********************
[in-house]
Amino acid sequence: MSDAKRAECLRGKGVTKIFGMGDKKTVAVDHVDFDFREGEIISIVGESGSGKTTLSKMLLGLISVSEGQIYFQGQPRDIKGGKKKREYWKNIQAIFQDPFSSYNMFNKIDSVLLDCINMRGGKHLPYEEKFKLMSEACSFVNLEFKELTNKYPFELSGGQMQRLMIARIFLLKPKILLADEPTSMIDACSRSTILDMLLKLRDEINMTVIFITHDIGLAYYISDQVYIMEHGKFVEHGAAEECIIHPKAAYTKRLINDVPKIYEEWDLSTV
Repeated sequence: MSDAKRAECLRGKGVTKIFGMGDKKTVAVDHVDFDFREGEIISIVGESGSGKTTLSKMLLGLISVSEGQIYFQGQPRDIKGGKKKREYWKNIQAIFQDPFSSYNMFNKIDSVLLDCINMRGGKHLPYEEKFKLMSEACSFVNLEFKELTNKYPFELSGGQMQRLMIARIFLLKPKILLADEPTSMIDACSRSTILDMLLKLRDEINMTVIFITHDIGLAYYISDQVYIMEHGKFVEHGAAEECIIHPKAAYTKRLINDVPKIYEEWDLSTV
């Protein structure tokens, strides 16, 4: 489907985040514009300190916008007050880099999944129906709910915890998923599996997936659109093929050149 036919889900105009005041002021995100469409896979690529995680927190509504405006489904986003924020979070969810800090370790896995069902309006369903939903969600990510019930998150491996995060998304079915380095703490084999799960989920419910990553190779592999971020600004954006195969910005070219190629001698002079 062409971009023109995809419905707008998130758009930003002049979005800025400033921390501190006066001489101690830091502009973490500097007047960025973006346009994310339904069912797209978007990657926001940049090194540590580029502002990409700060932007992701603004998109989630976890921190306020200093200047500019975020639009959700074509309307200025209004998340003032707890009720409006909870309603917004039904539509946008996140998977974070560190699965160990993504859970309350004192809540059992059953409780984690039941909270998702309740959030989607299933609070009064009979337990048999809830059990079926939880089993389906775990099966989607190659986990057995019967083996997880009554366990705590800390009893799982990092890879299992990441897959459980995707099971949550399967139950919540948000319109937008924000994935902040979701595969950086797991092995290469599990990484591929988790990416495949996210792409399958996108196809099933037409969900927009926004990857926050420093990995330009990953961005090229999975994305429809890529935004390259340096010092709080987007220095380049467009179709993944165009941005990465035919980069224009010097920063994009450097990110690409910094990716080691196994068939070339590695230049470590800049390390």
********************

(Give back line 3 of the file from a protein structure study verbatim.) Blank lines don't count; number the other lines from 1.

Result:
Repeated sequence: MSDAKRAECLRGKGVTKIFGMGDKKTVAVDHVDFDFREGEIISIVGESGSGKTTLSKMLLGLISVSEGQIYFQGQPRDIKGGKKKREYWKNIQAIFQDPFSSYNMFNKIDSVLLDCINMRGGKHLPYEEKFKLMSEACSFVNLEFKELTNKYPFELSGGQMQRLMIARIFLLKPKILLADEPTSMIDACSRSTILDMLLKLRDEINMTVIFITHDIGLAYYISDQVYIMEHGKFVEHGAAEECIIHPKAAYTKRLINDVPKIYEEWDLSTV